The coming of age of a mature welfare regime and the challenge of care: Labour market transformations, second demographic transition and the future of social protection in Uruguay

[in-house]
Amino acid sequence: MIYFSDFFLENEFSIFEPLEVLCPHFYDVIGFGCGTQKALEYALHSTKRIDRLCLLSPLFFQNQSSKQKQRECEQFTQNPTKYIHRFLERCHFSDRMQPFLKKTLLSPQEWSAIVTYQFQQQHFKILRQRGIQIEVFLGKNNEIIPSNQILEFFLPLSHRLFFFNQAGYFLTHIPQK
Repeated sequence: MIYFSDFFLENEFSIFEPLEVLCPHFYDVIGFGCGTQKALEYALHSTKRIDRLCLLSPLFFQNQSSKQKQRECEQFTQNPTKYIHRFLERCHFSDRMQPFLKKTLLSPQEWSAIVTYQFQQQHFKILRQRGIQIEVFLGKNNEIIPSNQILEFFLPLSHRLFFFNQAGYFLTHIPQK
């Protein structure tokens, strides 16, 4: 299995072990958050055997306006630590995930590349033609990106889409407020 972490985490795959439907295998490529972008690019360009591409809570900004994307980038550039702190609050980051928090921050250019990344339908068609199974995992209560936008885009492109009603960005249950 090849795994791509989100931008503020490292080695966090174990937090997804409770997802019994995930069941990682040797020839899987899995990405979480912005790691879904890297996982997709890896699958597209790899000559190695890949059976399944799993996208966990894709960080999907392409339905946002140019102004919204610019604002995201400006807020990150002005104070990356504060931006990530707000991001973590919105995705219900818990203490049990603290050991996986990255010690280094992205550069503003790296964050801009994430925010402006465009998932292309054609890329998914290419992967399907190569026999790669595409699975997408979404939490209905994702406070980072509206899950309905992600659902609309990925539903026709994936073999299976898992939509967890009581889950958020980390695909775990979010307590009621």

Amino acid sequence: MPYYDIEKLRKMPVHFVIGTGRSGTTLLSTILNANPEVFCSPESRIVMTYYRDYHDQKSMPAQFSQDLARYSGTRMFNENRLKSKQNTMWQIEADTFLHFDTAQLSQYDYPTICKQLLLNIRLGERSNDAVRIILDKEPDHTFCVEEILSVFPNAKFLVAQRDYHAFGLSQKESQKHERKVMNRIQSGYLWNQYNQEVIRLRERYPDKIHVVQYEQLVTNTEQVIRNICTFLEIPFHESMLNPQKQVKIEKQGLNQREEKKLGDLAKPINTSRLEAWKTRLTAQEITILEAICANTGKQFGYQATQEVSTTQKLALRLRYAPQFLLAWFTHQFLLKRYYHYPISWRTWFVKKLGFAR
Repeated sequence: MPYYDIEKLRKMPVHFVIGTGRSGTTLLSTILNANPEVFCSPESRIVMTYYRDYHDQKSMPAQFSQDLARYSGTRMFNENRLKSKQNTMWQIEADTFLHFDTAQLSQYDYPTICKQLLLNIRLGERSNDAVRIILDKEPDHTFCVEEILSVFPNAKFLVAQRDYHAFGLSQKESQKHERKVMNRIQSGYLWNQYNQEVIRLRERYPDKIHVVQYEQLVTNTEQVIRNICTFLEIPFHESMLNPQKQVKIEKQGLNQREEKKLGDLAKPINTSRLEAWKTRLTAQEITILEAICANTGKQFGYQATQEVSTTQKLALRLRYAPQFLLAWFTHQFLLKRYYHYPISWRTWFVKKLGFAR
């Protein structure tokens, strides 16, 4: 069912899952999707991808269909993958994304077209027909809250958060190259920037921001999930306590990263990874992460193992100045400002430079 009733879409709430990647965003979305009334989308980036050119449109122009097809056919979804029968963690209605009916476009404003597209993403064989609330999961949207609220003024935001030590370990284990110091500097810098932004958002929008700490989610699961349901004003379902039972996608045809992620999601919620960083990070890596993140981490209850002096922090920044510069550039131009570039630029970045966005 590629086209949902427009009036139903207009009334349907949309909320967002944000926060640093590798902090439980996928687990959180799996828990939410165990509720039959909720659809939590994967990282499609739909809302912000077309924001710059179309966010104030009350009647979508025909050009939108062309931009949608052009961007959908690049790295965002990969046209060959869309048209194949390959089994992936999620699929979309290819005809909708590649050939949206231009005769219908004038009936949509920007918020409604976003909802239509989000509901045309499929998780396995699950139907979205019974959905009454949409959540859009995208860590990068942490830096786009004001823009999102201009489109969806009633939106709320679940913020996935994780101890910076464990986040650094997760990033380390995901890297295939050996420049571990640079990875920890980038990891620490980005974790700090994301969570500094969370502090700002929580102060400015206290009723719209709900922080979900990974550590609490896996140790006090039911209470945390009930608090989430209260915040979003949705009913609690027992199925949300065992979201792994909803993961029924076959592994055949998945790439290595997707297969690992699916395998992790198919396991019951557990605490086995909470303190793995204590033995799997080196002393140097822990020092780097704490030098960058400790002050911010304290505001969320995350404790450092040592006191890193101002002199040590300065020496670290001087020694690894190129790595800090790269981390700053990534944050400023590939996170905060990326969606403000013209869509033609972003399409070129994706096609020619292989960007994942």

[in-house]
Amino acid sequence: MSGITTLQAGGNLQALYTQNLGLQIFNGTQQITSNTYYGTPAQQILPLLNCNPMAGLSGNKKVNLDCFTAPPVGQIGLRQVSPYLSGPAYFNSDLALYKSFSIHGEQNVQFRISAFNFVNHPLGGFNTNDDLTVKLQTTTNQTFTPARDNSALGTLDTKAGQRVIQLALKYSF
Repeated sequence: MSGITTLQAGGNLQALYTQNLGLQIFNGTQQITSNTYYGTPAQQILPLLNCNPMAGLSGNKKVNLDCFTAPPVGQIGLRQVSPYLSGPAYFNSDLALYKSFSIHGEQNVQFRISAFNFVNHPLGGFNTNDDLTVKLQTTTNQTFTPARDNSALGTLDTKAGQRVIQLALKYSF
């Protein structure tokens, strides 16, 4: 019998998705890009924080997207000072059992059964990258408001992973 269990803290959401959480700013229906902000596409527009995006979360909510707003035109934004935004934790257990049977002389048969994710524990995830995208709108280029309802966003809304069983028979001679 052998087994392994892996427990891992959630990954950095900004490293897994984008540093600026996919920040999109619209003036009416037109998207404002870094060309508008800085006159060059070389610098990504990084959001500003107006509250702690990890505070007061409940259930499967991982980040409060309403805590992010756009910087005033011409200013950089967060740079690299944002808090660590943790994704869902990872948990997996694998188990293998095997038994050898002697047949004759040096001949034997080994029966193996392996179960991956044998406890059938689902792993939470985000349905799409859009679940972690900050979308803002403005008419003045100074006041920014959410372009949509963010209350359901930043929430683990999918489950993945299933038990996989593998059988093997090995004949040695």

Uruguay has a mature and robust welfare state by Latin American standards. The first Latin American welfare state, as it was termed by Pendle (1954) is also the one that spends more than almost any other welfare state in Latin America in GDP terms, as a proportion of total expenditure and in per-capita terms. Yet this is also an old and rigid welfare state, which has increasingly become less capable of confronting the type, amount and distribution of social risk. This inadequacy of the old welfare state is due in part to its own problems regarding issues of efficacy, efficiency and coordination. It is also linked to a process of increasing demands in a context of limited, though expanded, resources. But the central reason behind the decline of the welfare state is due, as we will argue in this paper, to the fact that both families and labor markets have changed dramatically in Uruguay. These changes have created new social problems, which have not been met by the traditional system of social policies that was structured on the genotype of the continental Bismarckian model with its contributory bias for financing and entitlements, its emphasis on cash transfers and its orientation towards the nuclear male breadwinner family model.